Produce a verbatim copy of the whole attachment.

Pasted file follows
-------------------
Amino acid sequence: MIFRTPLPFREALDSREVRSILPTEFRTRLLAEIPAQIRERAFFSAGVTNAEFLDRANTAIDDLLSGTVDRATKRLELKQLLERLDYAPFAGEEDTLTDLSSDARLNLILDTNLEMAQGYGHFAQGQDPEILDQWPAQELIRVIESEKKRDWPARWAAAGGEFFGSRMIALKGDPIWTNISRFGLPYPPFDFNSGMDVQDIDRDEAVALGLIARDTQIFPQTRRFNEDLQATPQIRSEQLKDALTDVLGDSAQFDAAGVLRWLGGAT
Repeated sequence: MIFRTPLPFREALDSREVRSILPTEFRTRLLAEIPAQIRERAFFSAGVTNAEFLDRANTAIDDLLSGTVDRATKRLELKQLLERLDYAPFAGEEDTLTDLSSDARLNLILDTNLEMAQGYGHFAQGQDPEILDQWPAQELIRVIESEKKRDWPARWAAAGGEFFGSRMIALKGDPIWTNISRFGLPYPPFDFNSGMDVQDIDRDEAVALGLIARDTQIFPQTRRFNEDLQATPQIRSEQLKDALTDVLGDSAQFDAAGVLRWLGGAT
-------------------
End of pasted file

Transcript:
Amino acid sequence: MIFRTPLPFREALDSREVRSILPTEFRTRLLAEIPAQIRERAFFSAGVTNAEFLDRANTAIDDLLSGTVDRATKRLELKQLLERLDYAPFAGEEDTLTDLSSDARLNLILDTNLEMAQGYGHFAQGQDPEILDQWPAQELIRVIESEKKRDWPARWAAAGGEFFGSRMIALKGDPIWTNISRFGLPYPPFDFNSGMDVQDIDRDEAVALGLIARDTQIFPQTRRFNEDLQATPQIRSEQLKDALTDVLGDSAQFDAAGVLRWLGGAT
Repeated sequence: MIFRTPLPFREALDSREVRSILPTEFRTRLLAEIPAQIRERAFFSAGVTNAEFLDRANTAIDDLLSGTVDRATKRLELKQLLERLDYAPFAGEEDTLTDLSSDARLNLILDTNLEMAQGYGHFAQGQDPEILDQWPAQELIRVIESEKKRDWPARWAAAGGEFFGSRMIALKGDPIWTNISRFGLPYPPFDFNSGMDVQDIDRDEAVALGLIARDTQIFPQTRRFNEDLQATPQIRSEQLKDALTDVLGDSAQFDAAGVLRWLGGAT